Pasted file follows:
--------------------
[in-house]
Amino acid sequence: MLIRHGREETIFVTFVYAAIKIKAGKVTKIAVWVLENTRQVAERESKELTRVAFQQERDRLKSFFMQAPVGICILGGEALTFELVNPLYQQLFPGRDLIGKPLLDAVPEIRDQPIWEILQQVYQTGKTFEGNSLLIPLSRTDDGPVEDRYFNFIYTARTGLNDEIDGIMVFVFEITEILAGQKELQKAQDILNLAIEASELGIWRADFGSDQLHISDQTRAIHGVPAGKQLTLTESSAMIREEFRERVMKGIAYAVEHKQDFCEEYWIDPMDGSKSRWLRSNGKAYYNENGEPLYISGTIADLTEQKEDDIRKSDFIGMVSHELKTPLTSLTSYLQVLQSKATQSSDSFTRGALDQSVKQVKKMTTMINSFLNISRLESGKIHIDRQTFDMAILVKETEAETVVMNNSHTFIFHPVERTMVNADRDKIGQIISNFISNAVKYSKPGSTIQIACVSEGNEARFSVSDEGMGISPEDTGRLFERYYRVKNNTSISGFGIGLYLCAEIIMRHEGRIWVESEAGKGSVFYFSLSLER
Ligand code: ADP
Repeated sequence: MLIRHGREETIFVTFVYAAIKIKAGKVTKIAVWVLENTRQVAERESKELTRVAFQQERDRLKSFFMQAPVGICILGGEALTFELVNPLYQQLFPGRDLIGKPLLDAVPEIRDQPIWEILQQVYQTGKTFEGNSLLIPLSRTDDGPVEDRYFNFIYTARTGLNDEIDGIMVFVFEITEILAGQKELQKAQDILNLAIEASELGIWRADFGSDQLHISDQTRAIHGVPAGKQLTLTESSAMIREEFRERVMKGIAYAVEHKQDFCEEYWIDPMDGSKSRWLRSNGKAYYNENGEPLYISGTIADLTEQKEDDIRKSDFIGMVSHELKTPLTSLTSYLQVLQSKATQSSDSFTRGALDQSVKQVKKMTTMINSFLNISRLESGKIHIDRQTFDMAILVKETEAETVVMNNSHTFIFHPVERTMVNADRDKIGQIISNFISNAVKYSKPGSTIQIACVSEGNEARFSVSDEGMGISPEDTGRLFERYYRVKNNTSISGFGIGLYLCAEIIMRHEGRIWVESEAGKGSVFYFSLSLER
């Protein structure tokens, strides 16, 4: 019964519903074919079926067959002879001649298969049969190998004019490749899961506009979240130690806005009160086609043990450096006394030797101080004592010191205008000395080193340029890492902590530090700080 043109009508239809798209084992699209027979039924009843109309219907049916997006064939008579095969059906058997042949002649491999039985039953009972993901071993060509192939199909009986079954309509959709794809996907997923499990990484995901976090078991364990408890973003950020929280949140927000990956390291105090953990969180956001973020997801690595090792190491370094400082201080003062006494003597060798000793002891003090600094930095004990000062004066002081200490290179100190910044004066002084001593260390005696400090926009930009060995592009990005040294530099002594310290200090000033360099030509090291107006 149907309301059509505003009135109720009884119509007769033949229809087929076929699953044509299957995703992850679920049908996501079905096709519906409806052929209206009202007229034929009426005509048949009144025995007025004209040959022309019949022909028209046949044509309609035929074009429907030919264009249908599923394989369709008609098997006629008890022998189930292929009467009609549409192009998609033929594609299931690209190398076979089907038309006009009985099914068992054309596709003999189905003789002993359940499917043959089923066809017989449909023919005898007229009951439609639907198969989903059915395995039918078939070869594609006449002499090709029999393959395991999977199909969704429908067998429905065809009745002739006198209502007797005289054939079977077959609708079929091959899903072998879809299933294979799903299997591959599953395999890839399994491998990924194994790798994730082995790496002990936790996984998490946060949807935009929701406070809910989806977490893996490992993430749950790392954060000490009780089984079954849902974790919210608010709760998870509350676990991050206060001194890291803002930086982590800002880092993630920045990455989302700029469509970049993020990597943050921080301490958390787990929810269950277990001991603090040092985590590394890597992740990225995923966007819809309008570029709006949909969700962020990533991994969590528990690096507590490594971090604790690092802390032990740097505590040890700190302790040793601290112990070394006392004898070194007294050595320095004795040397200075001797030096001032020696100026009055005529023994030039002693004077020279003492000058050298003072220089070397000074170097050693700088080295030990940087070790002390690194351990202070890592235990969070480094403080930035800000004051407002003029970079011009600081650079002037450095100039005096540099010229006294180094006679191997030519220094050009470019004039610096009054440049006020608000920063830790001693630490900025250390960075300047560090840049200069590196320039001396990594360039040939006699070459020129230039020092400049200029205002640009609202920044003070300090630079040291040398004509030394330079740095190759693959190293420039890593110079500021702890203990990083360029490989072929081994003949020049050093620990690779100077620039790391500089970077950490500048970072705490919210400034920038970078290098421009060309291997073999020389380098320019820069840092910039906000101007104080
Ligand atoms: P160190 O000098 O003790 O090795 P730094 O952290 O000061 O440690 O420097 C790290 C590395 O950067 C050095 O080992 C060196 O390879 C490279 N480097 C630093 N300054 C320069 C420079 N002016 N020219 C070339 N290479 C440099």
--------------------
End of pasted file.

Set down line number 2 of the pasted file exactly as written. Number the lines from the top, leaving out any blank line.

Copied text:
Amino acid sequence: MLIRHGREETIFVTFVYAAIKIKAGKVTKIAVWVLENTRQVAERESKELTRVAFQQERDRLKSFFMQAPVGICILGGEALTFELVNPLYQQLFPGRDLIGKPLLDAVPEIRDQPIWEILQQVYQTGKTFEGNSLLIPLSRTDDGPVEDRYFNFIYTARTGLNDEIDGIMVFVFEITEILAGQKELQKAQDILNLAIEASELGIWRADFGSDQLHISDQTRAIHGVPAGKQLTLTESSAMIREEFRERVMKGIAYAVEHKQDFCEEYWIDPMDGSKSRWLRSNGKAYYNENGEPLYISGTIADLTEQKEDDIRKSDFIGMVSHELKTPLTSLTSYLQVLQSKATQSSDSFTRGALDQSVKQVKKMTTMINSFLNISRLESGKIHIDRQTFDMAILVKETEAETVVMNNSHTFIFHPVERTMVNADRDKIGQIISNFISNAVKYSKPGSTIQIACVSEGNEARFSVSDEGMGISPEDTGRLFERYYRVKNNTSISGFGIGLYLCAEIIMRHEGRIWVESEAGKGSVFYFSLSLER